by Peter Finney Jr.
It was Aug. 28, 1963, and Ronnie Moore, a freshly minted, 22-year-old civil rights activist from New Orleans, was sitting inside a Donaldsonville jail along with 300 others arrested for participating in a voting rights demonstration for African Americans in Plaquemine, near Baton Rouge.
Amazingly, the sheriff of the Ascension Parish jail had gone home to retrieve his black-and-white TV so the detainees could watch Dr. Martin Luther King deliver his clarion call challenging the conscience of a nation that for centuries had denied its black citizens full human rights.
On the fuzzy screen, the prisoners watched as King stood on the steps of the Lincoln Memorial in Washington, D.C., and intoned: “I have a dream!”
Four days after the speech, Moore was out of jail, but for all anyone knew, he was as good as dead.
Moore had joined 200 other African American worshippers inside the Plymouth Rock Baptist Church in Plaquemine, pleading for the fulfillment of King’s long-delayed promise, an elusive vision that now looked so real they almost could pull it down from the heavens and touch it and kiss it.
Then, in the dark of night, came the tear gas, on orders from Louisiana Gov. Jimmie Davis.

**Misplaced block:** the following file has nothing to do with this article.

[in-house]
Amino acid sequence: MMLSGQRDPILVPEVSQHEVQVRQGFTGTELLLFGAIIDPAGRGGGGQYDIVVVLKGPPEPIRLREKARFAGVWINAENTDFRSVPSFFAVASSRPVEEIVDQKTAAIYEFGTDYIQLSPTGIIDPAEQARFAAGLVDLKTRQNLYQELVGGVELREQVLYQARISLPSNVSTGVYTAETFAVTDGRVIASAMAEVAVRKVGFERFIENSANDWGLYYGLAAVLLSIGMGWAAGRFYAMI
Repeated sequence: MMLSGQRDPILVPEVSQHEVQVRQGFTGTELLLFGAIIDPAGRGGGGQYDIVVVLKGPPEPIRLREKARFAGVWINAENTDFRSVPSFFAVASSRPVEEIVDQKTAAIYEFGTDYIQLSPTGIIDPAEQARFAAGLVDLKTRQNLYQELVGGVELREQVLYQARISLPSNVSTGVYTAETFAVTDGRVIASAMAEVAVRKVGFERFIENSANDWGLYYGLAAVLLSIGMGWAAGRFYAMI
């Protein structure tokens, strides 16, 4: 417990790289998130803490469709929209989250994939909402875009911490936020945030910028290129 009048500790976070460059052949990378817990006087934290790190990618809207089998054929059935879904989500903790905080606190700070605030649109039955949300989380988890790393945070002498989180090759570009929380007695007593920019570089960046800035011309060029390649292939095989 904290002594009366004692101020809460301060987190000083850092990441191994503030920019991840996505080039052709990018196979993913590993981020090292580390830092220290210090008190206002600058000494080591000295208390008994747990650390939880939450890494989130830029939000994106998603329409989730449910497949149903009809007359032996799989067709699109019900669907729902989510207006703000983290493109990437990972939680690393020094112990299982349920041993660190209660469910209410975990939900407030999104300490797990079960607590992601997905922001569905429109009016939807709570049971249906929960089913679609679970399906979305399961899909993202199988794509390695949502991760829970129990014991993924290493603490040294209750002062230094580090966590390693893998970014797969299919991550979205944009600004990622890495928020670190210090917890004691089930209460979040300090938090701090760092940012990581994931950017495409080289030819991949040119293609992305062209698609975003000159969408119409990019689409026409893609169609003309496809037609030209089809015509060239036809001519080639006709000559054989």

So much for sunshine.
“I mean, they rode horses up through the church and into the pews,” Moore, now 78, recalled.
Davis felt it was important to break up the prayer rally, but police were especially looking for the youthful instigators like Moore. The police went door to door in the neighborhood, searching futilely until 3 a.m., but they didn’t realize that Moore and two other leaders had slipped through their cordon.
“The community folks put all three of us into a hearse and drove us out,” Moore said.
The curtains of the hearse, pulled tight, hid their bodies.
Two years earlier, at Southern University in Baton Rouge, where he became Student Council president, Moore had led 2,500 students on a seven-mile march from the campus to the state capitol in a demonstration for equal rights.
“It was a little more than going to a lunch counter,” Moore said, smiling. “It was like taking two thousand, five hundred students to the lunch counter.”